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While Hewlett-Packard has certainly become a lot more serious about networking ever since Cisco invaded the server category, wireless networking has always been a major hole in its portfolio.

This week, HP moved to rectify that oversight via the acquisition of Aruba Networks for $3 billion. For HP partners, the significance of this acquisition goes well beyond the ability to sell wireless access points and controllers. Wireless networks have quickly become the primary network of choice for most end users.

As such, IT organizations are not only upgrading the secondary wireless network they deployed a few years ago as something of a guest network, increased traffic from all those devices is creating demand for faster servers and network infrastructure. Without Aruba Networks or some equivalent on its line card, HP and its partners were missing a critical component that drives a lot of additional upgrade opportunities across the enterprise.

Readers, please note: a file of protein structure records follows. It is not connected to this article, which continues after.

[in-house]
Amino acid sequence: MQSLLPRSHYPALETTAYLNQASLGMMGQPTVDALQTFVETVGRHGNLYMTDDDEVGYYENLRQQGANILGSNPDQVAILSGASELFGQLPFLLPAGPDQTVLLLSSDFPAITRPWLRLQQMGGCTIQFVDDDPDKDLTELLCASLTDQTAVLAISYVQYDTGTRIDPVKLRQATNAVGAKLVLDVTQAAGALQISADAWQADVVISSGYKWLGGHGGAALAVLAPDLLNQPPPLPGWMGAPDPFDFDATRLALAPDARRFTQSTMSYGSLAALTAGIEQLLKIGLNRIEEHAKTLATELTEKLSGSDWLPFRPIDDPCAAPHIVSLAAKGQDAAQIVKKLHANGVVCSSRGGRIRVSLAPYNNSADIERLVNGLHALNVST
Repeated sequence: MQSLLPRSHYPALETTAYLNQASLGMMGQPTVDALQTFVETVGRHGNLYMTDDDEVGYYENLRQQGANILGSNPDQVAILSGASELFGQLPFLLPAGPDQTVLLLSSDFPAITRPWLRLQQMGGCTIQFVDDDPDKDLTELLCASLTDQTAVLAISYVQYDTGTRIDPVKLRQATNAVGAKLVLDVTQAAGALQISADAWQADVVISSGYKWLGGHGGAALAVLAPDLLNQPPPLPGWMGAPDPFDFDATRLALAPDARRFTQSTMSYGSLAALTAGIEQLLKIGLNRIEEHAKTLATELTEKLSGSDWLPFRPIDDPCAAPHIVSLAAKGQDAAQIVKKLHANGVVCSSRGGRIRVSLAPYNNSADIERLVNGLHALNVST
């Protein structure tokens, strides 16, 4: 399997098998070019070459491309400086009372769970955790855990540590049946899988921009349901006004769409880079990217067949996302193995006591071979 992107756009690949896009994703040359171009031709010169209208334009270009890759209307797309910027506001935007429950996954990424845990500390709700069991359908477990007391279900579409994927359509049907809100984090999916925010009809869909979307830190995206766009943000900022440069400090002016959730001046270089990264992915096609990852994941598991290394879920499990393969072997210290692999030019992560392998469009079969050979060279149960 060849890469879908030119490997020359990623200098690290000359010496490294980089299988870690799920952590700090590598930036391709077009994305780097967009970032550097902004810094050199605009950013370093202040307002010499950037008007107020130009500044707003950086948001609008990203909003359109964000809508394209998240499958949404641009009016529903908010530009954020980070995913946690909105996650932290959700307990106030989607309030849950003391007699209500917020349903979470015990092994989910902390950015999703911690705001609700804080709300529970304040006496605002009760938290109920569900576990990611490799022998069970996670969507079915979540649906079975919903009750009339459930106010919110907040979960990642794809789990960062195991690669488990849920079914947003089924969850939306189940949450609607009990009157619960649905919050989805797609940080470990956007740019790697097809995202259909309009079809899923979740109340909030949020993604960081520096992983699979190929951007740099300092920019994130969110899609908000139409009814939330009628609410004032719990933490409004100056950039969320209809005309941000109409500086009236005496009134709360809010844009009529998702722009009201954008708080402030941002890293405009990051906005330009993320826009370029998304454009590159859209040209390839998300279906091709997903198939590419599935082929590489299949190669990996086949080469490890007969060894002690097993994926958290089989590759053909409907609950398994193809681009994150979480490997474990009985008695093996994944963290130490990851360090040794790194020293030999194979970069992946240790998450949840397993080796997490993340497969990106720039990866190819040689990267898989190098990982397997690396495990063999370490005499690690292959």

While Aruba Networks has primarily focused on the enterprise, the HP acquisition represents an opportunity to push Aruba wireless technology more aggressively into a small and midsize enterprise (SME) space that the company currently has little presence in, said Greg Murphy, Aruba vice president of business operations.

Naturally, a big part of that push will revolve around the Aruba 7000 Cloud Services Controllers announced at the Atmosphere 2015 partner conference that collapse multiple networking appliances found in campus networks into a single device. As more network management gets pushed into the cloud, networking technology becomes more accessible to a broader range of customers and partners alike.

It may take some time for the various programs that will be required to bring the Aruba Networks networking portfolio into the HP channel. But given the demand for wireless networking at the moment, the chances are good that a lot of HP channel partners are not going to be waiting for the ink to dry on this deal before adding Aruba Networks to their line cards.

Michael Vizard has been covering IT issues in the enterprise for 25 years as an editor and columnist for publications such as InfoWorld, eWEEK, Baseline, CRN, ComputerWorld and Digital Review.